That medicine proved too strong, and the tide of opinion turned against the council.20 The people wanted reformation, but not that much; and the last thing the pope and the Curia wanted was to be required to live as true Christians with a council making certain they did. Pope Eugenius summoned his own council at Florence, deposed and anathematized the members of Basle, "laid Basle under interdict, excommunicated the municipal council, and required every one to plunder the merchants who were bringing their wares to the city, because it is written, `The righteous hath spoiled the ungodly."'21 The pope then bribed King Frederick with 100,000 florins "together with the imperial crown, assigned tithes to him from all the German benefices and....gave full power to his confessor to give him twice a plenary absolution from all sins." Such is the abominable manner in which the popes dispensed their favors, including forgiveness of sins.
The Council of Basle could not compete with the power and wealth of the pope. Eugenius now had the backing he needed. Von Dollinger comments, "The victory of Eugenius was complete. When on his deathbed he received the homage of the German ambassadors, the event was celebrated (February 7, 1447) in Rome with ringing of bells and bonfires. Even the slight concessions the pope had made to the Germans he thereupon recalled in secret Bulls." In 1443 an anonymous German Catholic, in mourning for his Church, seemed to echo the very vision God had given John in Revelation 17:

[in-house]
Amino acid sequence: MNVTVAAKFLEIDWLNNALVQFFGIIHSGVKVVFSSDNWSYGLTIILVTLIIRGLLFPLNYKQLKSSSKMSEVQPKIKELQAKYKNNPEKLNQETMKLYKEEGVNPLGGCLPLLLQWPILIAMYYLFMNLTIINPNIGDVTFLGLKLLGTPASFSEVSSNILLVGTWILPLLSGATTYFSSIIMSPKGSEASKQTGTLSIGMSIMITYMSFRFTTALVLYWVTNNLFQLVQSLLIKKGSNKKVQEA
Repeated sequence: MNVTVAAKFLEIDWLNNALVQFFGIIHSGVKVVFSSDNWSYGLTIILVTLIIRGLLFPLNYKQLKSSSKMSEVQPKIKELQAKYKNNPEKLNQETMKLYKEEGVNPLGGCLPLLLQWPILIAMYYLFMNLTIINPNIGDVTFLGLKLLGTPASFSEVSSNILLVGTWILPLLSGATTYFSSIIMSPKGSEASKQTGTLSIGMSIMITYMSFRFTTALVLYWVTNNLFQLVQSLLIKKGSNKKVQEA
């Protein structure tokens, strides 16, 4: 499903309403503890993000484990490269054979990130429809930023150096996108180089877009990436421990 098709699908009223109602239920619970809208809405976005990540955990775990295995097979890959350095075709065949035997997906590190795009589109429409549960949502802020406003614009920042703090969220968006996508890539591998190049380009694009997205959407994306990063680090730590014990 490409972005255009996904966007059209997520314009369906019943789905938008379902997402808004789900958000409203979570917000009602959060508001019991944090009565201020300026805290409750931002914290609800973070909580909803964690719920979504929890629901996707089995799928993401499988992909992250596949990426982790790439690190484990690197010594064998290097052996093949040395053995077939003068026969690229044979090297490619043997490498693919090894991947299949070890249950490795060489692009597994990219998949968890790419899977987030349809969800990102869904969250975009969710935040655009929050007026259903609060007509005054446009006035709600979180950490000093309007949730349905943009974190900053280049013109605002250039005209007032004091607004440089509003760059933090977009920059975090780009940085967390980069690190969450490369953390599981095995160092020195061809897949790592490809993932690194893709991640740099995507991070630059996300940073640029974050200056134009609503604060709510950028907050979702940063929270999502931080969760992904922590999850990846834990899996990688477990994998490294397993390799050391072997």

The Roman harlot has so many paramours drunk with the wine of her fornications, that the Bride of Christ, the Church, and the Council representing her, scarcely receive the loyal devotion of one among a thousand.22
As he died, having triumphed over the council and Germany, Eugenius cried in agony of conscience, "How much better were it for thy soul's salvation hadst thou never become Cardinal and Pope! "23 The next pope, Nicholas V (1447-55), voided Eugenius's decrees against the Council of Basle (yet both remain on the official list of popes today). It was the last chance for the papacy to be reformed, but it would not happen. In only a short while the Curia's diligent forgers were at work again producing more false documents to prove the popes' infallibility and dominance over all.
Corruption of the Era